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Sex differences in autoimmunity could be associated with altered regulatory T cell phenotype and lipoprotein metabolism

By George A Robinson, Kirsty E Waddington, Marsilio Adriani, Anna Radziszewska, Hannah Peckham, David. A Isenberg, Yiannis Ioannou, Coziana Ciurtin, Inés Pineda-Torra, Elizabeth C Jury

Posted 08 Sep 2019
bioRxiv DOI: 10.1101/760975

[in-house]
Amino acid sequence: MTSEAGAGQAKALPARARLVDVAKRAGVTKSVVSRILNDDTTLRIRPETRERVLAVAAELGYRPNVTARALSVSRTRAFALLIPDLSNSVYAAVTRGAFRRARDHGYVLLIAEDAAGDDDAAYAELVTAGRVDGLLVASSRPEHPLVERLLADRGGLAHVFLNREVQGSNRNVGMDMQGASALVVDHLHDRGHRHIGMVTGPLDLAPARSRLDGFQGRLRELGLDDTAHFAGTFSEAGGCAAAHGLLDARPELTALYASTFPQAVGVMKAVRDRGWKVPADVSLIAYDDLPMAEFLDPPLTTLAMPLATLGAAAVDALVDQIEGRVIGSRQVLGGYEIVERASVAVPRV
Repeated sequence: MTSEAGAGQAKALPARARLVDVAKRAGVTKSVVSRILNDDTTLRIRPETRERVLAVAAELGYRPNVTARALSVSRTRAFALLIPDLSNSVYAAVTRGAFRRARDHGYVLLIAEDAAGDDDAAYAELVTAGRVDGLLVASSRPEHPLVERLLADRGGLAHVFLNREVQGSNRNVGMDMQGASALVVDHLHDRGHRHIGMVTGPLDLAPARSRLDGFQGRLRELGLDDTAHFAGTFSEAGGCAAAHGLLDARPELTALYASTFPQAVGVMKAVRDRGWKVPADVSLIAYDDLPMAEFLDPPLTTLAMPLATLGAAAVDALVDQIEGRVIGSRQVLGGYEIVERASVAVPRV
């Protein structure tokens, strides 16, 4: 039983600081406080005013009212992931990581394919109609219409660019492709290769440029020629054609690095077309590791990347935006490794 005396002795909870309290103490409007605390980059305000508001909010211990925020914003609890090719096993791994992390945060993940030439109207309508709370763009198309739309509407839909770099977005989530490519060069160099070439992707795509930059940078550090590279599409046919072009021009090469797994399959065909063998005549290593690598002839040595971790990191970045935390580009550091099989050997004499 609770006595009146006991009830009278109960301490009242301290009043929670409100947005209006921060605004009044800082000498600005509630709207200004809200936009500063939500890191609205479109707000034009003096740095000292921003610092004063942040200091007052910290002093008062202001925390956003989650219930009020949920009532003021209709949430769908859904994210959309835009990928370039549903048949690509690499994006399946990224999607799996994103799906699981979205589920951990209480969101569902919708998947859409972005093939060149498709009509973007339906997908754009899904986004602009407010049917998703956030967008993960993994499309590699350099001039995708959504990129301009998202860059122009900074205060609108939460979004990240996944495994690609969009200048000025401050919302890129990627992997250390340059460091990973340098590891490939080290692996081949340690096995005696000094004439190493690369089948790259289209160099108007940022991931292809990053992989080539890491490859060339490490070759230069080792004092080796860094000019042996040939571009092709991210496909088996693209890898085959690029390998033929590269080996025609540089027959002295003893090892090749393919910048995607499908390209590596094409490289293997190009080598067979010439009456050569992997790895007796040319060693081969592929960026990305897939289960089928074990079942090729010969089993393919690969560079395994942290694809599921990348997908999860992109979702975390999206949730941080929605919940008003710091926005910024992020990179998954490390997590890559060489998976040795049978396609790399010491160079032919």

Male and female immune responses are known to differ resulting in an increased prevalence of autoimmunity in women. Here sex differences in T-cell subset frequency and function during adolescence were examined in healthy donors and patients with the autoimmune disease juvenile (J)SLE; onset of JSLE commonly occurs during puberty suggesting a strong hormonal influence. Healthy adolescent males had increased regulatory T-cell (Treg) frequency, and increased Treg suppressive capacity and IL-4 production compared to healthy adolescent females. The T-helper 2-like profile in male Tregs was associated with increased expression of GATA3 which correlated significantly with elevated Treg plasma membrane glycosphingolipid expression. Differential Treg phenotype was associated with unique serum metabolomic profiles in males compared to female adolescents. Notably, very low density lipoprotein (VLDL) metabolomic signatures correlated positively with activated Tregs in males but with resting Tregs in females. Consistently, only VLDL isolated from male serum was able to induce increased Treg IL-4 production and glycosphingolipid expression following in cultured cells. Remarkably, gender differences in Treg frequency, phenotype and function and serum metabolomic profiles were lost in adolescents with JSLE. This work provides evidence that a combination of pubertal development, immune cell defects and dyslipidemia may contribute to JSLE pathogenesis.

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